Canada: Can A Claim Of Bad Faith Bargaining Extend Beyond The Bargaining Table?

The Quebec Commission des relations du travail (CRT) recently dismissed a claim of bad faith bargaining against an employer because the parties did not explicitly address the issue in question and its consequences in their discussions.

The parties

In this case, which pitted the Commission de la construction du Québec (employer or CCQ) against its office employees' union,1 the CRT had to evaluate a claim for bad faith bargaining based on the application of a back-to-work agreement.

The source of the dispute

The dispute arose in the late stages of the bargaining process between the union and the CCQ. On June 3, 2012, a conciliator prepared a settlement proposal which was submitted to the parties. Upon receiving the proposal, the union agreed to delay calling an unlimited general strike until it received the employer's response. On June 5, 2012, the CCQ announced its partial acceptance of the proposed settlement and the union, being dissatisfied with the CCQ's response, went ahead with its strike.

On July 11, 2012, a special mediator was appointed. The major item of disagreement between the parties was how to deal with the substantial deficit in the pension plan.

On July 24, 2012, agreement in principle was reached on all issues in dispute and a back-to-work agreement was signed the next day. The union was tasked with preparing the final texts and sending them to the employer for review and approval. On July 25, 2012, the union sent the employer a number of documents, including Letter Agreement 39, which gave rise to the allegation of bad faith bargaining. Letter Agreement 39, as drafted by the union, contained the following statement concerning the pension plan: [translation]"All amendments shall have no effect on benefits vested prior to January 1, 2013, and shall apply only in respect of future service."

After numerous discussions which further delayed the employees' return to work, the parties agreed on the final wording of Letter Agreement 39 as follows: [translation]"... the amendments below shall be effective only as of January 1, 2013, and shall not have any retroactive effect..."

Under the new pension plan rules, the bridge benefit for employees taking early retirement between ages 55 and 60 was to be reduced on a linear basis, whereas previously the same reduction applied between ages 50 and 55. The question of how this rule would be applied after January 1, 2013 was not clearly addressed during the negotiations and gave rise to the Union's first allegation of bad faith bargaining.

The union spokesperson claimed that he explicitly asked the CCQ spokesperson whether the new wording "had the same meaning" as the original version of Letter Agreement 39. He alleged that he was told that it did, so he accepted the employer's wording. The CCQ spokesperson, meanwhile, did not recall confirming that both versions "had the same meaning," but remembered mentioning that entitlement to a bridge benefit was not subject to vesting.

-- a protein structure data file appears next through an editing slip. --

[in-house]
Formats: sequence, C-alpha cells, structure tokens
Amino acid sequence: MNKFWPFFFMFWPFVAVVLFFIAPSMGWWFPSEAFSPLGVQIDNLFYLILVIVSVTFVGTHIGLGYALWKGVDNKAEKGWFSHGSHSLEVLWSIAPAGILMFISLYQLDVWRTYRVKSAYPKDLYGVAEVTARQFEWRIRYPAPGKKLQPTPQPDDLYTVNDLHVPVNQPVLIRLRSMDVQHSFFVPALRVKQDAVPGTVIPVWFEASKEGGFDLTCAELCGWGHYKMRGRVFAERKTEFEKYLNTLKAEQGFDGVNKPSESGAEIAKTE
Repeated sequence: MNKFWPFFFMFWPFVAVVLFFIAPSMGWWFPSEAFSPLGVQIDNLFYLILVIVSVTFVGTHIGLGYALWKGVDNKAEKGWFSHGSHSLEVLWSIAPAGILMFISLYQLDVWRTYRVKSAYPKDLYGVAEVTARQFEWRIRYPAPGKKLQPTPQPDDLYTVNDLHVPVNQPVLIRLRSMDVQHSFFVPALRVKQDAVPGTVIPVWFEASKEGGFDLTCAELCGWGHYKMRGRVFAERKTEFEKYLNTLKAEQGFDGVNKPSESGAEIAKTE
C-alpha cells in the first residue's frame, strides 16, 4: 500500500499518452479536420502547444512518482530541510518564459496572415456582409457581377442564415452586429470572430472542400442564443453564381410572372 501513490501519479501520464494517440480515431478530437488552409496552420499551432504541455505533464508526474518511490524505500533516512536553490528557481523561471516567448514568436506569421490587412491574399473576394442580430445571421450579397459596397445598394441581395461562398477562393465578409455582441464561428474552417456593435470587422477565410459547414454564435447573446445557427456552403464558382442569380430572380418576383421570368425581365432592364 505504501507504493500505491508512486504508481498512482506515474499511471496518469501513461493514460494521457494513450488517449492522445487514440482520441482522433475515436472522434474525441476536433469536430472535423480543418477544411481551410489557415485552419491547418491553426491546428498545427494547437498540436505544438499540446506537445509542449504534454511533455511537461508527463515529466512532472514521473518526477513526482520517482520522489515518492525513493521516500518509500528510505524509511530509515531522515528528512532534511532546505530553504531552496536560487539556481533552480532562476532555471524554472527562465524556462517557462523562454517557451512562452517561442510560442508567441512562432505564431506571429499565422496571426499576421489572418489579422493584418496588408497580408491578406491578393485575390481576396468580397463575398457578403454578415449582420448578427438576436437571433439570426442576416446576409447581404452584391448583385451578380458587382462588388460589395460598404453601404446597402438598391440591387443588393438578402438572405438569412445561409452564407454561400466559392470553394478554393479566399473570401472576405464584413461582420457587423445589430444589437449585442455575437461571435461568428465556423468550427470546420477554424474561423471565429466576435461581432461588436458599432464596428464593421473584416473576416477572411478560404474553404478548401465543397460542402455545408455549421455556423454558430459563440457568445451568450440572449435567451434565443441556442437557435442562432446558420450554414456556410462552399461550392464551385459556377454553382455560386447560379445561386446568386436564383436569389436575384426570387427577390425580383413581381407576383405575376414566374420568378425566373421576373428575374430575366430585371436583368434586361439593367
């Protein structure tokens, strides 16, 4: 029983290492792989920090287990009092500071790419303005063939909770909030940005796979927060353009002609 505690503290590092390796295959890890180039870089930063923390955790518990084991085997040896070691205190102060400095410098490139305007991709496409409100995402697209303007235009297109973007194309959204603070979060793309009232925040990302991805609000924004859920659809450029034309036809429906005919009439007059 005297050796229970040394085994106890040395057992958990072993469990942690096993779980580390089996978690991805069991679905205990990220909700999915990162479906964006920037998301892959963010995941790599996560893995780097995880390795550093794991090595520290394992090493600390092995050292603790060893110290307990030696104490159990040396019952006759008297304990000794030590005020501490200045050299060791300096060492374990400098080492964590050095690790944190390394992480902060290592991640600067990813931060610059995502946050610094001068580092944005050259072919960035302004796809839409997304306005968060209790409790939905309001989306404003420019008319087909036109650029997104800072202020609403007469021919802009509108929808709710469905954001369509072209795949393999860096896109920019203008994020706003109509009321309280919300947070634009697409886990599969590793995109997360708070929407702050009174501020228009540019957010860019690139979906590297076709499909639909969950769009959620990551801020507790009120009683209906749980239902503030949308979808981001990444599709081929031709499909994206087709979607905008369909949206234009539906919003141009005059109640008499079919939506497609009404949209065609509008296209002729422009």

The fact that bridge benefits were not vested was again raised by the CCQ's Vice President of Legal Affairs, when the time came to apply Letter Agreement 39.

The CRT was thus asked to decide whether the CCQ had acted in bad faith by deliberately misleading the Union or whether it acted in bad faith when the CCQ's vice-president intervened in the application of the agreement.

The decision

The CRT pointed out that Article 2805 of the Civil Code of Québec provides that good faith is always presumed and that the onus was therefore on the union to prove that the employer was acting in bad faith.

Concerning the first allegation, the CRT concluded that the CCQ did not bargain in bad faith. In fact the parties never addressed head-on the question of the linear reduction of the bridge benefit for employees between ages 55 and 60. To reach a conclusion of bad faith would have required this issue to be addressed. It was not sufficient for the union to have simply asked whether the two wordings "had the same meaning". The union would have had to explain how it interpreted the proposed wording; then the employer could have agreed expressly or tacitly.

As for the second allegation, the CRT pointed out that the vice-president was expressing a legal opinion, not the outcome of the bargaining process, since he was not a member of the small committee whose discussions resulted in the agreement in principle. Therefore, the vice-president's intervention could not be construed as evidence of bad faith bargaining. The proper remedy in such a case is to file a grievance to decide which interpretation is the correct one.

The CRT concluded that "insensitivity and lack of tact are not the same as bad faith bargaining", dismissed the Union's complaint and ordered it to sign the collective agreement, without any further modification.


The union has filed an application for judicial review. Thus, the courts will have to decide whether a claim of bad faith bargaining can be upheld when the potential consequences of an agreement have not been explicitly discussed between the negotiating parties.


1 Syndicat des employées et employés professionnels-les et de bureau – section locale 573, SEPB CTC-FTQ c. Commission de la construction du Québec (August 27, 2013), 2013 QCCRT 423.

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